Ban on deportations to Afghanistan lifted

court of appeal

Royal Courts of Justice. Copyright: John Allan

On 4 March, 2016, the Court of Appeal judges lifted the ban on the deportation to Afghanistan of Afghan nationals. The ban had been imposed in August 2015 to reflect concerns regarding the safety of returnees, including young people who had arrived in the UK as children, but were liable for deportation on reaching 18 if their asylum claims were not supported.

Ruling on the case HN and SA (Afghanistan) v Secretary of State for the Home Department, the Court was not judging the security situation in Afghanistan in general, or for the specific appellants, but rather were ruling on the legal process.  As the press release from Duncan Lewis Solicitors, who represented the appellants, states, the security situation in Afghanistan has worsened since last year, and this should be evaluated before deportations are resumed. Toufique Hossain, the Duncan Lewis solicitor, makes clear than new claims will now be made following the Court of Appeal ruling.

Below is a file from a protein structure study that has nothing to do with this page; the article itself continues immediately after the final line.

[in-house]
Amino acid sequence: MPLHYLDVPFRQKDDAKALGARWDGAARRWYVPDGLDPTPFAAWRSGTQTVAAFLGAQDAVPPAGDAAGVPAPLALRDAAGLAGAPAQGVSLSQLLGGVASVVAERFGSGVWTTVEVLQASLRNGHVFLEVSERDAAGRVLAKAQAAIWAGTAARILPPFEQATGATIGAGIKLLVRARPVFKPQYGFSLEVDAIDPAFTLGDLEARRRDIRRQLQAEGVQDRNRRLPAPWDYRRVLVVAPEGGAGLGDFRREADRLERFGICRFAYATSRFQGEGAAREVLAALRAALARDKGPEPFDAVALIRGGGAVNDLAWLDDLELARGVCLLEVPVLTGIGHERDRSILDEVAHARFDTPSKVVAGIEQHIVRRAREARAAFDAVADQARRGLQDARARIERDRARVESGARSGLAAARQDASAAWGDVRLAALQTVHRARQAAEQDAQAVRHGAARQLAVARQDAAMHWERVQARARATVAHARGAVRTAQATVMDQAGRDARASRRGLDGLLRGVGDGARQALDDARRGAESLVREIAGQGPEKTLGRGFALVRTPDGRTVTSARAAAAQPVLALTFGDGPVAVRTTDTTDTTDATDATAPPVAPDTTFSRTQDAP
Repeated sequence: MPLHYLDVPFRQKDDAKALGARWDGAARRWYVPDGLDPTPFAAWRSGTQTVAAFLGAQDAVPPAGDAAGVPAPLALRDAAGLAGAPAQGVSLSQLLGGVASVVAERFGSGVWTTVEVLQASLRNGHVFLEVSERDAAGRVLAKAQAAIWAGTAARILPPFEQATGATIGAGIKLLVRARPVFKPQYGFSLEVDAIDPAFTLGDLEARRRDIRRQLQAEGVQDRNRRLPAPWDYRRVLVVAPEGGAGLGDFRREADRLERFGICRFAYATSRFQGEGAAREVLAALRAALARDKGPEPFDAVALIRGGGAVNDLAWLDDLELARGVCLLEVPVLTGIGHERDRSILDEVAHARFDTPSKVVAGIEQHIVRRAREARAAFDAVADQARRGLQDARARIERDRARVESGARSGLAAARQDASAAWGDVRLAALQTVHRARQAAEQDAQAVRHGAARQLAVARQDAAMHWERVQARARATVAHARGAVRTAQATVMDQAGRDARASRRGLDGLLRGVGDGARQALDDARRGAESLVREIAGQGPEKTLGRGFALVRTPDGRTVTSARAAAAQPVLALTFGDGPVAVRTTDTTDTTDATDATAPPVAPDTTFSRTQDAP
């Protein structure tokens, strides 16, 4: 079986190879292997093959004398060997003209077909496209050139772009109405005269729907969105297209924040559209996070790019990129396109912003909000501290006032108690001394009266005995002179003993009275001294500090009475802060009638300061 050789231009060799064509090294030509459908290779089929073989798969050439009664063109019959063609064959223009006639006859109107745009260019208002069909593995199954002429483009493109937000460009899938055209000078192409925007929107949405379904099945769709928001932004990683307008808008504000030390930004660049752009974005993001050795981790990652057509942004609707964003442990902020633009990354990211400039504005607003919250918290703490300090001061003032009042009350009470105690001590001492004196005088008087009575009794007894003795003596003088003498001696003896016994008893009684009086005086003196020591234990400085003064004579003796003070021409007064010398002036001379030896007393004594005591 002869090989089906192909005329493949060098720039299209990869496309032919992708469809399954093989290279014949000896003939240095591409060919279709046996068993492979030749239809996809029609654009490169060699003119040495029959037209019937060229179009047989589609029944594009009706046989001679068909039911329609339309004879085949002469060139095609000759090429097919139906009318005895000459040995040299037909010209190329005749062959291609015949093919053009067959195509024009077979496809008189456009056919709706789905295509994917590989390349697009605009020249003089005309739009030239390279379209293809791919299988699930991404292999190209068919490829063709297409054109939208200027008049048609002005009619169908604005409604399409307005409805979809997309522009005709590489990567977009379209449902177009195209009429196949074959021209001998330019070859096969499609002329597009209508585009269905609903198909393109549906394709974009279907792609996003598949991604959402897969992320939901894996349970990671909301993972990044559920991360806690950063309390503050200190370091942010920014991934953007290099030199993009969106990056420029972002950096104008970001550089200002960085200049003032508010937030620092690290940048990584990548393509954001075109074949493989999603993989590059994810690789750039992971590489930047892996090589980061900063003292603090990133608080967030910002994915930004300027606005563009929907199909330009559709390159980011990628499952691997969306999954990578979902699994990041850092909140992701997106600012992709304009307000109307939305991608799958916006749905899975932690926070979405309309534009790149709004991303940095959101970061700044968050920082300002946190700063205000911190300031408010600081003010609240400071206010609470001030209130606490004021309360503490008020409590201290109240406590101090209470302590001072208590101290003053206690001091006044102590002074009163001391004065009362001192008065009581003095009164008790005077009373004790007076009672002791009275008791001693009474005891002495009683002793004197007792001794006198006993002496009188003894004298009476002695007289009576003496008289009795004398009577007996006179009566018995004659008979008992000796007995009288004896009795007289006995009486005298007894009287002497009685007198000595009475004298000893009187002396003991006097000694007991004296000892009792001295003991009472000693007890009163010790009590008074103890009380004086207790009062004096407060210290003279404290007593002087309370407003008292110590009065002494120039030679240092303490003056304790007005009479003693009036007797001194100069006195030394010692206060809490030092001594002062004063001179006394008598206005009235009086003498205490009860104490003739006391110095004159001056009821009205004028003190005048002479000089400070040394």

The plight of young Afghans threatened with deportation once they reach 18 has been a key focus of the Uncertain Journeys series. Sue Clayton was a consultant for Divya Talwar’s BBC report on how the fear of deportation has led to many individuals going into hiding. This means that they live in constant fear of being picked up by the police and are unable to lead a settled life with family, friends and work. As Divya highlights in her report, this does not represent ‘a life’, but as Hikmat replies, he has no family or life in Afghanistan.

See BBC News item ‘The young Afghans hiding to avoid deportation’, and the film shown on the Victoria Derbyshire Show.

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